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Old 12-31-2015, 11:51 PM
 
Location: Singapore
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I have a question on cloning; this is very much a biological life-sciences question; so i don't know if anyone would be able to answer this question.

Cloning works by taking the the DNA from the cell of an adult animal (i.e the original DNA sample), called the "donor," is inserted into an egg cell from another animal of the same species.

My question is if this is done repeatedly, would there be damage to the original DNA sample over time?
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Old 01-01-2016, 07:24 AM
 
Location: Lakewood NJ/Murrells Inlet SC/ N. Naples FL/Swainton NJ
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There ends up being no "original DNA" sample, as the DNA is replicated as the cells divide and multiply. Of course damage can happen from radiation or chemical agents, but that is a rare occurrence, especially in a womb environment.
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Old 01-01-2016, 12:02 PM
 
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Will cloned animals suffer premature aging

For those less scientifically inclined:

Myths about Cloning
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Old 01-08-2016, 01:45 AM
 
Location: Pacific 🌉 °N, 🌄°W
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Quote:
Originally Posted by tigerbalm1985 View Post
My question is if this is done repeatedly, would there be damage to the original DNA sample over time?
Not exactly sure what you are asking. Can you please explain what you mean by this..."if this is done repeatedly."

The DNA used in cloning is a one time transfer at the time of cloning.

This site explains the principals of cloning.

What is Cloning
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Old 01-08-2016, 02:57 PM
 
Location: Pacific 🌉 °N, 🌄°W
11,757 posts, read 5,756,082 times
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Quote:
Originally Posted by tigerbalm1985 View Post
I have a question on cloning; this is very much a biological life-sciences question; so i don't know if anyone would be able to answer this question.

Cloning works by taking the the DNA from the cell of an adult animal (i.e the original DNA sample), called the "donor," is inserted into an egg cell from another animal of the same species.

My question is if this is done repeatedly, would there be damage to the original DNA sample over time?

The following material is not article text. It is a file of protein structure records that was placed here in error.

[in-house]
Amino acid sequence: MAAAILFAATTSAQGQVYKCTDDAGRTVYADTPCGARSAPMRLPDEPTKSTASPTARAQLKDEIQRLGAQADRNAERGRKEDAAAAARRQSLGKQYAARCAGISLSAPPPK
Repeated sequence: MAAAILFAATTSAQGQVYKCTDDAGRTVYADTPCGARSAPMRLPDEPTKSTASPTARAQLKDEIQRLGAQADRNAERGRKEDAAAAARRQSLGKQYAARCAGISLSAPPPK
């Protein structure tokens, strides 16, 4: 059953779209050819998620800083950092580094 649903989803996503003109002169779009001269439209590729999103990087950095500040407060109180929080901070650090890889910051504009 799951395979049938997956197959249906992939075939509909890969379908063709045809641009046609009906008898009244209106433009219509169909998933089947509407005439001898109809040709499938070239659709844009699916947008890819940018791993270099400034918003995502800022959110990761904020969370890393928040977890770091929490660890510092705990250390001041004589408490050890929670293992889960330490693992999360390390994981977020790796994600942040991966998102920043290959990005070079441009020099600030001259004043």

I think you have might have cloning a bit confused.

There are several types of cloning and they all use different techniques.

If you are asking about Reproductive Cloning it's not the transfer of an isolated DNA molecule or Recombinant molecule...its the transfer of the entire Nucleus (where the DNA resides).

Reproductive cloning is the production of a genetic duplicate of an existing organism. A human clone would be a genetic copy of an existing person.

Somatic cell nuclear transfer (SCNT) is the most common cloning technique. SCNT involves putting the nucleus of a body cell into an egg from which the nucleus has been removed. This produces a clonal embryo, which is triggered to begin developing with chemicals or electricity. Placing this cloned embryo into the uterus of a female animal and bringing it to term creates a clone, with genes identical to those of the animal from which the original body cell was taken.


If you're asking about Plasmid Cloning by Restriction Enzyme Digest then the process is completely different.
  1. Isolate DNA from an organism.
  2. Cut the DNA into pieces using a restriction enzyme, which is an enzyme that recognizes and cuts within a specific DNA a sequence - and insert (ligate) each piece, individually, into a cloning vector cut with the same restriction enzyme to make a recombinant DNA molecule, i.e. a DNA molecule constructed in vitro containing sequences from two or more distinct DNA molecules.
  3. Introduce (transform) the recombinant DNA molecules into a host (vector) such as E. coli. Replication of the recombinant DNA molecule - which is the process of molecular cloning - occurs in the host cell, producing many identical copies called clones.

*Throughout any cloning process controls are done to ensure quality and purity.* You would be wasting your time cloning a mistake if you don't perform quality checks all throughout the process.

This gives site gives a good overview of this type of cloning. Plasmid Cloning by Restriction Enzyme Digest

I hope this helps

Last edited by Matadora; 01-08-2016 at 03:06 PM..
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